• Introduction to hydrological processes occurring at multiple spatial and temporal scales. Principles of water resources such as infiltration, runoff, surface- and groundwater flow will be explored. Topics covered also include the environmental, economic, and social implications of floods, droughts, dams, and water usage as well as current and future issues in water quality, water pollution, and water–resource regulation. (3 credit hours.)
        • Introduction to global environmental change (GEC), focusing on the human causes and consequences of biophysical transformations of land systems. Emphasis on socioeconomic, political, institutional, and environmental dimensions of land change; tropical forests, grasslands, and urbanizing areas; international environmental regimes; spatial methodologies in GEC research, and integrated approaches. (3 credit hours.)
        • P: GEOG-G 107 or GEOG-G 109. Introduces basic principles and concepts in forest ecohydrology, focusing on modeling perspectives. Examines processes and feedback among water, carbon, and nitrogen fluxes in application to water resources and forest management: control of climate, vegetation change, and disturbance regimes on hydrological and biogeochemical processes. (3 credit hours.)
        • Examines trees and forests as conspicuous natural objects that play a multivalent role in human imagination, thinking, and emotion. Explores the intertwined natural and cultural trajectory of trees in evolutionary, historical, and psychological dimensions. Topics include ecosystem services, human uses and attitudes, deforestation, IU's woodland campus, and ecological ethics. (3 credit hours.)
        • Deep ecology seeks fundamental transformations in views of world and self. It claims that there is no ontological divide in the forms of life and aims for an environmentally sustainable and spiritually rich way of life. This course is an introductory examination of Deep Ecology from a religious studies perspective. Credit given for only one of REL-D 250 or REL-R 236. (3 credit hours.)
        • Exploration of relationships between religious worldviews and environmental ethics. Considers environmental critiques and defenses of monotheistic traditions, selected non-Western traditions, the impact of secular “mythologies,” philosophical questions, and lifestyle issues. Credit given for only one of REL-D 350 or REL-R 371. (3 credit hours.)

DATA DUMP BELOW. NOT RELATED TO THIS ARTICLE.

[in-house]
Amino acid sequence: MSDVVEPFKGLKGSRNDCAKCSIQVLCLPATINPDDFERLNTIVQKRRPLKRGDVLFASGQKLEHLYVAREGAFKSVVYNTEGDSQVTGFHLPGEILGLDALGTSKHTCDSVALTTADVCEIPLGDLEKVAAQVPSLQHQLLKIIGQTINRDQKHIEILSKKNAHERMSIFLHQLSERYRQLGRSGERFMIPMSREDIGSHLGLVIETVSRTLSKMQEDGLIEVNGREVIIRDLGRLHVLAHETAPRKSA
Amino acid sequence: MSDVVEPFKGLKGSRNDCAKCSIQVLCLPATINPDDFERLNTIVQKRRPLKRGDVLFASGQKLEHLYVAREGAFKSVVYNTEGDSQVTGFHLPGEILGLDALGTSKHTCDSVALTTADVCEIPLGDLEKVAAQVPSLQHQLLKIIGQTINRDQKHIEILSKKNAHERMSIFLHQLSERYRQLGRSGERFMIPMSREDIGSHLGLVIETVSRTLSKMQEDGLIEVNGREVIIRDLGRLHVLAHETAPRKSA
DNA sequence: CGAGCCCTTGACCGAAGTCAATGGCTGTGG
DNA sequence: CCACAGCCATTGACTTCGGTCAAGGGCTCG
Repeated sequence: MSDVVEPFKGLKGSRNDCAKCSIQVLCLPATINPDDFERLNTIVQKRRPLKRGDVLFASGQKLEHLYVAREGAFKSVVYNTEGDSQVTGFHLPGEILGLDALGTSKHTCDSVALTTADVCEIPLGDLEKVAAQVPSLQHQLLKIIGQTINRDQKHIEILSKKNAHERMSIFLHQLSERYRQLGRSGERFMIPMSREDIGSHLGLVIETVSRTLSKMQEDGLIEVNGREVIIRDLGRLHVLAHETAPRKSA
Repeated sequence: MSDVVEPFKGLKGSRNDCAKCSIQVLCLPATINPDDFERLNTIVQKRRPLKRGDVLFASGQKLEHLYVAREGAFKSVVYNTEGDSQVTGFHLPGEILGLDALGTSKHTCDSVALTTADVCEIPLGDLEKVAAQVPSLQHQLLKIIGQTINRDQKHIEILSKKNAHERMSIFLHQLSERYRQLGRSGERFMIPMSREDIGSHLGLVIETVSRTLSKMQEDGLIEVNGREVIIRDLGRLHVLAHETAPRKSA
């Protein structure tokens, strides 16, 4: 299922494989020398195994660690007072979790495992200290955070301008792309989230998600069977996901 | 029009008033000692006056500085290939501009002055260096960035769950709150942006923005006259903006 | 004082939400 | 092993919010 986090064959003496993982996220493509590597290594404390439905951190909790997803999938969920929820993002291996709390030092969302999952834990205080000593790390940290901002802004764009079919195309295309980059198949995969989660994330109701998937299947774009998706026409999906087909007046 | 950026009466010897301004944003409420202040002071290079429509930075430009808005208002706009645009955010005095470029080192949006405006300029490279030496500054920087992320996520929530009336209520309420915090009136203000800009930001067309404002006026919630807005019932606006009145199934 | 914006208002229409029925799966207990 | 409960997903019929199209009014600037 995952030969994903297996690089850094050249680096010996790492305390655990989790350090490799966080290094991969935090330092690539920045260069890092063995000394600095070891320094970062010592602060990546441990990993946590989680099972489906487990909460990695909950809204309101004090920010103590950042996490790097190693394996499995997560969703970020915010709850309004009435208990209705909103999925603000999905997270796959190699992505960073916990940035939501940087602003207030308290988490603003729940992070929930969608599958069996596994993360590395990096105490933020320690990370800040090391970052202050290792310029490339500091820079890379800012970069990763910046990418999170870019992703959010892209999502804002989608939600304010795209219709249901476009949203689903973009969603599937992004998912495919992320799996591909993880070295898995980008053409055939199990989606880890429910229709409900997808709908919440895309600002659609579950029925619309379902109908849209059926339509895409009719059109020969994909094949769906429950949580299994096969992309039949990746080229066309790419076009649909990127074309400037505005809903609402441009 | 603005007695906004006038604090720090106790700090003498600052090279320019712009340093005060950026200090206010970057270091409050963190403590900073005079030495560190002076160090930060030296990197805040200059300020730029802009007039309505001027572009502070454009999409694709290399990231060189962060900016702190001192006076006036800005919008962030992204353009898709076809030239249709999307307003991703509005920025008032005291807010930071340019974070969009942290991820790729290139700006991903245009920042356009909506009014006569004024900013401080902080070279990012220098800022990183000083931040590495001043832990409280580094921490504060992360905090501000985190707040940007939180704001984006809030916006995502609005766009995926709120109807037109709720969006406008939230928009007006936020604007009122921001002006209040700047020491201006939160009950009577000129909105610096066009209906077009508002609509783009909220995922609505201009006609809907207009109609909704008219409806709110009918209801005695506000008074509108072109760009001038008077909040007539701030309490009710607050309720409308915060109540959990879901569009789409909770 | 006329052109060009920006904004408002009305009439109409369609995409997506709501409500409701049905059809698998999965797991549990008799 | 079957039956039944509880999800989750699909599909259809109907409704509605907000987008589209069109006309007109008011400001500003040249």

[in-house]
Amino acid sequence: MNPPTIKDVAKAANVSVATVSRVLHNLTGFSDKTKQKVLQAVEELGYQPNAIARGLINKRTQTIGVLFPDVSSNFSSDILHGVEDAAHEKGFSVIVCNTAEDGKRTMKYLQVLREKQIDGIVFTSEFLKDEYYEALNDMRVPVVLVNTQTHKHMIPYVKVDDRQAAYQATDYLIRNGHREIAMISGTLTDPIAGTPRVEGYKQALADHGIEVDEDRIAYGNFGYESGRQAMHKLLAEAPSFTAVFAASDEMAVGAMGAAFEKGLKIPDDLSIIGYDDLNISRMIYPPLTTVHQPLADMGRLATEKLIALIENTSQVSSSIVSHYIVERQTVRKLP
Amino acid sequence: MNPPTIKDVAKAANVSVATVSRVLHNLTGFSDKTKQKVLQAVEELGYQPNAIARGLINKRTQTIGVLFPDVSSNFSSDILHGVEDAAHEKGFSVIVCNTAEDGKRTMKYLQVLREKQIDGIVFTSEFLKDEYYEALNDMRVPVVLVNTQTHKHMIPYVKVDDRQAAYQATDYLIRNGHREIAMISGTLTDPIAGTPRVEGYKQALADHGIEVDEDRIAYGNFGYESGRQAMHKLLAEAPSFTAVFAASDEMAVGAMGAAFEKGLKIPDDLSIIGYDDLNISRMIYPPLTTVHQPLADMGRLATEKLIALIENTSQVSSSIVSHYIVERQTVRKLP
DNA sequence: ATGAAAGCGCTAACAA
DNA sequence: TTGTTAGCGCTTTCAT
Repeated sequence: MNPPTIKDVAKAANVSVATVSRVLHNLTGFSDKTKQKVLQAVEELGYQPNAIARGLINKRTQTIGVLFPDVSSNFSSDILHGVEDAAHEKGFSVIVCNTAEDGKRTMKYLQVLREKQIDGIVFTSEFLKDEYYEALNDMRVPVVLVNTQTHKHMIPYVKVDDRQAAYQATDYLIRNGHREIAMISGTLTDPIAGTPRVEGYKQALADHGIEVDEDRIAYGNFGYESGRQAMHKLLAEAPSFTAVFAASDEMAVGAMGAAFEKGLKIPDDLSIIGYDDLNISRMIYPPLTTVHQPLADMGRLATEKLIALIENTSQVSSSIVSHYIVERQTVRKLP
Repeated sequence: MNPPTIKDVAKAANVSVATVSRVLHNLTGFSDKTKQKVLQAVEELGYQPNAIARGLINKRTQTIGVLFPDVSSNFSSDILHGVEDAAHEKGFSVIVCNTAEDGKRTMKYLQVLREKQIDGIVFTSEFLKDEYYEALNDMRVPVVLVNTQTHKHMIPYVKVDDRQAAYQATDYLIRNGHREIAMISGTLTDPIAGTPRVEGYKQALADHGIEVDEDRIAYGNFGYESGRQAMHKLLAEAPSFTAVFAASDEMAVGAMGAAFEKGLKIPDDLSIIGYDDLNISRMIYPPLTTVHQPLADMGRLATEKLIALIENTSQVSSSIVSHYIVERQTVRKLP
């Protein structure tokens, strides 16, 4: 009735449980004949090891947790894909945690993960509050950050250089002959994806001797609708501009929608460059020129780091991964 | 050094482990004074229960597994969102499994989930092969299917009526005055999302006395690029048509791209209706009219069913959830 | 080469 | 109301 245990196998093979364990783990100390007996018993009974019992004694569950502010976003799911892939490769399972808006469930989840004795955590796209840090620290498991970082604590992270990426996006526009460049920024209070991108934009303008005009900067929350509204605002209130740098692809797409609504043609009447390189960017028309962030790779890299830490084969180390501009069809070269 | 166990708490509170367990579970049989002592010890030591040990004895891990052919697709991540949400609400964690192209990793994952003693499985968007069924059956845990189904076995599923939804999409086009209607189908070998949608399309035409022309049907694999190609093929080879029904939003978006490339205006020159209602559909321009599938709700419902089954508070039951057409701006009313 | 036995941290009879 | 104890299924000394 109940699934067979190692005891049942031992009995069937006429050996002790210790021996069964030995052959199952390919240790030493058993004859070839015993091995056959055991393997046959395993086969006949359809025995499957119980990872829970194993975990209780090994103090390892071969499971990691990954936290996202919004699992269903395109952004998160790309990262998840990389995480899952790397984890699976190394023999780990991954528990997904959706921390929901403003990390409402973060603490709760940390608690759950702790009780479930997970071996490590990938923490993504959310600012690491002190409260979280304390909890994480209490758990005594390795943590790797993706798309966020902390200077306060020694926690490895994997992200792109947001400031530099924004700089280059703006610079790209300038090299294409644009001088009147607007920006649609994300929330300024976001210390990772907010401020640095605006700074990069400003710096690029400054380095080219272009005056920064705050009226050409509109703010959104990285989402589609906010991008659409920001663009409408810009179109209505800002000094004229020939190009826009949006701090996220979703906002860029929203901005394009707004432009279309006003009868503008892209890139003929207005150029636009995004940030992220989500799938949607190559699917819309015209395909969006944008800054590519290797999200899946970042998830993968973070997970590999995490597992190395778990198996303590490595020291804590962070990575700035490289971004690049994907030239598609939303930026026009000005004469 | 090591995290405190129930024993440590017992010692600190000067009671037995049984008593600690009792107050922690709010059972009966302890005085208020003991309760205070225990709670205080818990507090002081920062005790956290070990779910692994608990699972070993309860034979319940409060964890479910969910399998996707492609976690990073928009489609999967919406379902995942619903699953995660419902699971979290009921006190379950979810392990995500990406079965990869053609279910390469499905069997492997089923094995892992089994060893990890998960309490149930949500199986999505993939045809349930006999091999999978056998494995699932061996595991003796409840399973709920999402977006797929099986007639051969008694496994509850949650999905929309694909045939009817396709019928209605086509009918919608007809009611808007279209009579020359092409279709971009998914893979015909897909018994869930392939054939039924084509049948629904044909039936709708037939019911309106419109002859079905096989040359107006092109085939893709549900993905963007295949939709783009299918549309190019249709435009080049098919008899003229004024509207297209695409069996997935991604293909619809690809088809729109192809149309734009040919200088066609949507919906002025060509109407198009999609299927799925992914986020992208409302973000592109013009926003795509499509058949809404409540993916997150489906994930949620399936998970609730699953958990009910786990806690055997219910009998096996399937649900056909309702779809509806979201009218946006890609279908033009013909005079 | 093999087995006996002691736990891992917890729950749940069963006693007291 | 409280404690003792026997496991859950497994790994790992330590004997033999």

• (approved topic: "The God Species: Ethics in the Anthropocene ") Intensive study of a selected problem in religion and society such as religion and American politics, war and conscience, medical ethics. May be repeated with a different topic for a maximum of 6 credit hours. (3 credit hours.)
        • No description is available for this course.
        • No description is available for this course.
        • No description is available for this course.
        • No description is available for this course.
        • No description is available for this course.
        • No description is available for this course.
        • No description is available for this course.
        • No description is available for this course.
        • No description is available for this course.
        • No description is available for this course.
        • No description is available for this course.
        • Independent study, readings, research, or practicum in biodiversity and sustainability from any department (3 cr.) with pre-approval of the Program (Note: This option can be used only once.)
    5. Individualized. 12 credit hours selected in consultation with the ESS Academic Advisor and approved by the Director of the program. This option is a way for students to study new and innovative sustainability dimensions that do not fit the existing areas.
  4. GPA, Minimum Grade, and Other Requirements. Each of the following:
    1. At least 9 credit hours in the minor must be completed in courses taken through the Indiana University Bloomington campus or an IU-administered or IU co-sponsored Overseas Study program.
    2. At least 9 credit hours in the minor must be completed at the 300–499 level.
    3. Except for the GPA requirement, a grade of C- or higher is required for a course to count toward a requirement in the minor.
    4. A GPA of at least 2.000 for all courses taken in the minor—including those where a grade lower than C- is earned—is required.
    5. Exceptions to minor requirements may be made with the approval of the department's Director of Undergraduate Studies, subject to final approval by the College of Arts and Sciences.